The ASA/CAP have released a post called: Bringing body image into sharp focus. I have enclosed the text of the link below, but please have a look at the ASA/CAP site as there are lots of things of interest to anyone with an interest in Ethical Marketing.
This year we’ve witnessed a concerted focus by policy makers to identify the root causes of negative body image and confidence, particularly among young people, and the measures that can be taken to prevent harms.
It’s a conversation the ASA is actively participating in.
In a 24/7 digital media world of ‘likes’, ‘shares’ and ‘follows’, where we seek out the views of celebrities, influencers, reality TV stars as well as strangers, and where posting our own pictures via social media platforms is ubiquitous, it can be easy to lose sight of the fact that many of the images we see and interact with are curated. Whether it’s filters, lenses, photo shopping or air brushing, digitally enhanced images are part and parcel of the media landscape and our everyday lives.
Add to that the scale and influence of the health and beauty industry in selling us an ideal, of the array of treatments and procedures to help us look younger or become slimmer, and the context for the concerns around body confidence is clear.
But what evidence is there of the impact a drip feed of carefully crafted perfection, that we see every day in magazines, music videos, social media and TV, has on people’s mental health? And what role does advertising play in all of this?
Those are questions currently being explored by two parliamentary bodies. The Women and Equalities Committee’s inquiry into body image and the Beauty, Aesthetics and Wellbeing All Party Parliamentary Group’s inquiry into non-surgical cosmetic procedures are both examining the impact media and advertising, and their regulation, can have on people’s self-esteem and their potential to cause harm. We’ve given evidence to both inquiries to help develop this important work.
Our rules already prohibit ads that depict people in a way that makes them appear unhealthily thin, whether that’s through airbrushing or simply the angle of a photo, the model’s pose or the way it’s lit. We can and will take action where an image misleads about the effect a cosmetic product can have, or where a health and beauty treatment is inappropriately targeted, irresponsible or harmful.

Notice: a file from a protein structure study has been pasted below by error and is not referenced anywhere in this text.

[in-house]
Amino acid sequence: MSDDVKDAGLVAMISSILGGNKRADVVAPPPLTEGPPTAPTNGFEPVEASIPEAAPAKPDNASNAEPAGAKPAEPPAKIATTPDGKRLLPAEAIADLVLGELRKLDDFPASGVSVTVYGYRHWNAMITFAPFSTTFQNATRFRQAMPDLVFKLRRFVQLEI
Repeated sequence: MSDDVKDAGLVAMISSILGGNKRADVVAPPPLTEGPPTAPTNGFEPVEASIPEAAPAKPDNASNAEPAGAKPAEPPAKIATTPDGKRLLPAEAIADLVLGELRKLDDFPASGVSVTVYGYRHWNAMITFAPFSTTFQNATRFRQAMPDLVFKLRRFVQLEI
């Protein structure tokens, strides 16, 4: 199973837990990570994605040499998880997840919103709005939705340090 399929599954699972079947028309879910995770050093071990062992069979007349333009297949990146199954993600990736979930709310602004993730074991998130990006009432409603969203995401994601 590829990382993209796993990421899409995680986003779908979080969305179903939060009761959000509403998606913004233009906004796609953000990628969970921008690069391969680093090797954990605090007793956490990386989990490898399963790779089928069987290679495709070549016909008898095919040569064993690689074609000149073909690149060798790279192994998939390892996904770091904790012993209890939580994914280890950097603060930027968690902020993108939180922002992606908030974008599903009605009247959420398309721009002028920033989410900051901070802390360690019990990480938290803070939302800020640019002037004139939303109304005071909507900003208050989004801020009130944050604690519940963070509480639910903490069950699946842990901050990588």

ASA rulings illustrate how seriously we take this issue. We’ve previously banned a TV ad by MYA Cosmetic Surgery Ltd for breast enlargement surgery on the grounds it exploited young women’s insecurities about their bodies, trivialised the surgery and portrayed it as aspirational. And we’ve taken action against big fashion houses for depicting models in an irresponsible way. For instance, an online video ad by Guccio Gucci SpA irresponsibly featured a model whose torso and arms appeared to be out of proportion with her head and lower body while her pose accentuated her waist so that it appeared unfeasibly small.
We’ve recently taken three companies (Skinny Clinic, SkinnyJab and Skinny Revolution Ltd) to task for irresponsibly promoting weight loss injections. They did so in partnership with celebrities and influencers. Not only were their claims about the products incompatible with good medical and nutritional practice, they were also promoting prescription-only medicines to the public, which is prohibited by law. We also found that the ads irresponsibly exploited people’s insecurities around body image.
And we’re responding to the #filterdrop campaign for it to be made compulsory that social media influencers state if they’ve used a filter when promoting cosmetics. Currently, we’re investigating several posts on Instagram and whether, through the use of filters, they misleadingly exaggerate the effectiveness of cosmetics products.
Our rulings are an important tool in holding advertisers to account, but we’re doing more to bolster protections. We’ve already had significant success, using media monitoring software and working alongside Instagram, to get over 12,000 organic advertising posts for Botox (another prescription-only medicine) removed from the platform. And this summer, we launched a public consultation on introducing new rules that will prohibit advertising for cosmetic interventions – breast augmentation, rhinoplasty and dermal fillers – from being directed at those under the age of 18.
Advertisers have long sold the idea of perfection. In most instances they do so responsibly. But a body of evidence is building. If it’s shown that the volume and cumulative impact of this kind of advertising is causing harm, we will need to consider further action. As we explore what more we can do to ensure ads don’t adversely impact consumers’ mental health, we’ll be launching a call for evidence on body image in the New Year.